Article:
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Artificial water crisis?

"The stress is just too much."

 


Today is the third day that my family has been waterless. Per Manila Water’s schedules, my area should have water from 4:01 in the morning to 4:59 in the afternoon but not a drop of water came.

We tried ordering water from our usual source of drinking water but they also did not have water to sell. To survive, we needed to buy big containers and pails. We have to drive to my daughter’s house to get this most precious commodity.

Everyone in the household is mobilized. I am in charge of transferring the water from the pails to the big containers. Because all of us have work, we have to do this in the morning and when we are done, we are all tired yet we still have a full day ahead of us. I have missed an important commitment in the morning because of the lack of water.

The stress is too much.

We also reuse water for flushing and cleaning toilets. We now use paper plates to eat. We thought of just ordering food to save on water but we decided not to because we are unsure of the restaurants’ water source.

Yet, I know that hundreds of thousands may be in more difficult situation than us. For instance, hospitals need a lot of water for their patients and other health-related purposes. The National Kidney and Transplant Institute had to decrease their number of patients who need dialysis because of lack of water. Literally, lives are at stake here.

What really caused this water crisis?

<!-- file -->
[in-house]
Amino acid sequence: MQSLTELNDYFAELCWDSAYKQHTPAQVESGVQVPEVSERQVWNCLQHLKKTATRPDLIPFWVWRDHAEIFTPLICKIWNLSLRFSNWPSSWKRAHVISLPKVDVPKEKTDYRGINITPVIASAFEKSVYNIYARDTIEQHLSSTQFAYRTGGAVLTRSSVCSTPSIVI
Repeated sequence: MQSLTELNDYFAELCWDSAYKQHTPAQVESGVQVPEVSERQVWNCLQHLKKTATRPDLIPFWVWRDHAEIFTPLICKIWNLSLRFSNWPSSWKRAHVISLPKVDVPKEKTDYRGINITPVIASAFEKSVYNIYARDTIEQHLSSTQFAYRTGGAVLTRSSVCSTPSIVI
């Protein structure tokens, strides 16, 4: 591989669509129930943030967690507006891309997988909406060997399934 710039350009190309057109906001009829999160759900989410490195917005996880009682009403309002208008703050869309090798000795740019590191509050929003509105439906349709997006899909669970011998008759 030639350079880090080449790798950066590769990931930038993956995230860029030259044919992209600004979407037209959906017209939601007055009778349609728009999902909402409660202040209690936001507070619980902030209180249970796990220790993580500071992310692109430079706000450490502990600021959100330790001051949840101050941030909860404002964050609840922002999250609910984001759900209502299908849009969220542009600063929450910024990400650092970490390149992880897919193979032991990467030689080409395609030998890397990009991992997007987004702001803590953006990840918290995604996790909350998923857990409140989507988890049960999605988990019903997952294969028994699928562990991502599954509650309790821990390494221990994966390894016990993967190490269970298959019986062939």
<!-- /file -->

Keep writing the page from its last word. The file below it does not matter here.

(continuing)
First, El Niño was blamed. Summer has set in and the demand for water is higher. Naturally, people think that water is in short supply because of the absence of rain. However, this does not explain why only areas served by Manila Water are affected, and those getting water from Maynilad enjoy normal supply. El Niño does not discriminate.

A report from CNN Philippines belied allegations that there is water shortage. Its crew flew over Angat Dam and found that there is enough water there to supply Metro Manila for about 125 days, or until the end of summer. The report said that Angat presently holds almost 200 million liters of water and this level is normal. It is when it drops to 160 million liters that people should begin to worry. Both Manila Water and Maynilad source water from Angat Dam.

The problem is not supply but Manila Water’s infrastructure. There is enough water but it is unable to treat and deliver the water to consumers. The construction of its Cardona treatment facility has been delayed due to technical issues in pipe design and installation. This means that Manila Water is unable to treat the volume of water needed to supply its consumers. It has a deficit of 140 million liters of water daily. This facility could have added 50 million liters of water daily and is said to be operational by April.